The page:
Home Automotive Reference History Road & Track Illustrated Automotive Dictionary

The Los Angeles Times - October 11, 2000

An Illustrative Means to Demystifying Automotive Jargon

Character line. Tramlining. Wheel hop. Confused? Don't be. The meanings of these and 1,300 other automotive terms are explained and illustrated in the newly published Road & Track Illustrated Automotive Dictionary.

Illustrations are plentiful and well marked, with labels for items shown other than the one being defined. The writing is clear and concise, and cross-references are plentiful.

The author, John Dinkel, knows his stuff. He worked for three years as an engineer at the former Chrysler Corp. before moving into writing and editing, including 20 years at Road & Track. He also is a successful racer, having won the Nelson Ledges 24-hour race four times.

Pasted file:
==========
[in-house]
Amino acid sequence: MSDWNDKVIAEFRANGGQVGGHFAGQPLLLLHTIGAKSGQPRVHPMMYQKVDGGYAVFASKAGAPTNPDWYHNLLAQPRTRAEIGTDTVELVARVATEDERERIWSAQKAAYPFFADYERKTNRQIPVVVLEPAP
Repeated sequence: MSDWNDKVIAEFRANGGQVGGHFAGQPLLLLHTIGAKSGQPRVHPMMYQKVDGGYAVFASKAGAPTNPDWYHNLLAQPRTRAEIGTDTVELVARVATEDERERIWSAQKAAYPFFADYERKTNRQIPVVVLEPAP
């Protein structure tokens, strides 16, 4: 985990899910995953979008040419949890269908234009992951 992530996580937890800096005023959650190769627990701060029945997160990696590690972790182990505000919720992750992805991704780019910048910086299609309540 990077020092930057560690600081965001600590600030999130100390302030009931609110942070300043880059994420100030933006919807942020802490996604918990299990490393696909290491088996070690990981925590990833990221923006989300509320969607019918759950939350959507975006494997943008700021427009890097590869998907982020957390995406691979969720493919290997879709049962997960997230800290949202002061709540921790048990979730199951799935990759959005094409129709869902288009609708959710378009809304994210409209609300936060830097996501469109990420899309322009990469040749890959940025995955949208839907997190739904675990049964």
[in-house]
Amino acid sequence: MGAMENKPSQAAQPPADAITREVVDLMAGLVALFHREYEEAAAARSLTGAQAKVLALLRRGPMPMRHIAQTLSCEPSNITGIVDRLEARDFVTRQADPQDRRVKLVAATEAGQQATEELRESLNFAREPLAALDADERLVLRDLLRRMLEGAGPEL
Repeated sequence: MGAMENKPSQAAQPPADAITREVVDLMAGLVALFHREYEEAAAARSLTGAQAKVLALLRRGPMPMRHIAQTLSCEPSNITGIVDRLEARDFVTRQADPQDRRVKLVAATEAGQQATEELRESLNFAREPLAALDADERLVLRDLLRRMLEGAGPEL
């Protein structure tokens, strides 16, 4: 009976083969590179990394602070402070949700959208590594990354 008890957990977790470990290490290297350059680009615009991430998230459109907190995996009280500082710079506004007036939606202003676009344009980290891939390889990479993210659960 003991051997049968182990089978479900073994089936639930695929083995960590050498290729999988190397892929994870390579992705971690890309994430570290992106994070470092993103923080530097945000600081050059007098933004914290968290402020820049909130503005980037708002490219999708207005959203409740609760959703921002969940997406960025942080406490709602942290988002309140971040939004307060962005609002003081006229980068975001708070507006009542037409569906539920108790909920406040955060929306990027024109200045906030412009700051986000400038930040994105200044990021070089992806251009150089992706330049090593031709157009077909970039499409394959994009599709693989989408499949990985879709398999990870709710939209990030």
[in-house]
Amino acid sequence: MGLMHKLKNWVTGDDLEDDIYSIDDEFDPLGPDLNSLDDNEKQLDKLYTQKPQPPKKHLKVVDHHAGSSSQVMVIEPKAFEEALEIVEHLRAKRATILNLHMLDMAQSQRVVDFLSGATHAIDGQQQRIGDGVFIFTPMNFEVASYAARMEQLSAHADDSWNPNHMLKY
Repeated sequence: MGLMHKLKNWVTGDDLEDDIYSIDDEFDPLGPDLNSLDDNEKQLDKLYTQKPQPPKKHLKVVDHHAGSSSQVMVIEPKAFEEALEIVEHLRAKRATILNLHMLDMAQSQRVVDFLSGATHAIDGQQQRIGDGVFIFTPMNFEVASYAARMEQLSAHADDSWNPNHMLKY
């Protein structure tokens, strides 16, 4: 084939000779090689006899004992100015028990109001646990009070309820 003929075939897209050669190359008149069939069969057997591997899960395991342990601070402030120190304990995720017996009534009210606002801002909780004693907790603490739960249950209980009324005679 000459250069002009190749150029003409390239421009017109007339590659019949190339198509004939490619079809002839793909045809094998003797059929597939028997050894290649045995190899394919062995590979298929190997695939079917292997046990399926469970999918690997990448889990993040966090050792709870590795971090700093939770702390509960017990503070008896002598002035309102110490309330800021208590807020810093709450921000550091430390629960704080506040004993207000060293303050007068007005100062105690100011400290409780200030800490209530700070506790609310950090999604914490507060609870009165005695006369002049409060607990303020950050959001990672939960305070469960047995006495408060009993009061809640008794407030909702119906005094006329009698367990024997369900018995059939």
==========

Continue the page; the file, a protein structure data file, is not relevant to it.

This volume is a revision of one that came out in 1977, which itself was based on a series of articles that appeared in Road & Track in 1975-76.

The book mixes fairly common terms, such as "power brakes," with more obscure engineering language, such as "laminar flow," which describes smooth airflow over a surface.

Even if you aren't an enthusiast or an automotive writer, the book makes a useful tool for when your mechanic is talking over your head. Although some people don't want to know, anyone looking to have the intricacies of the automobile demystified will find this volume a worthwhile investment.

And, finally, to end any confusion:

  • "Character line" is "any thin groove or ridge in the surface of a car body, often ornamented, that results from an intersection of planes."

  • "Tramlining" is the British term for "nibble," which is "a condition in which a car's tires tend to follow pavement irregularities such as grooved sections of freeways or the metal surfaces of bridges."

  • "Wheel hop" is "an undesirable condition in which a wheel . . . moves up and down so violently that it actually leaves the ground."

  • —Robert Beamesderfer, Times Staff Writer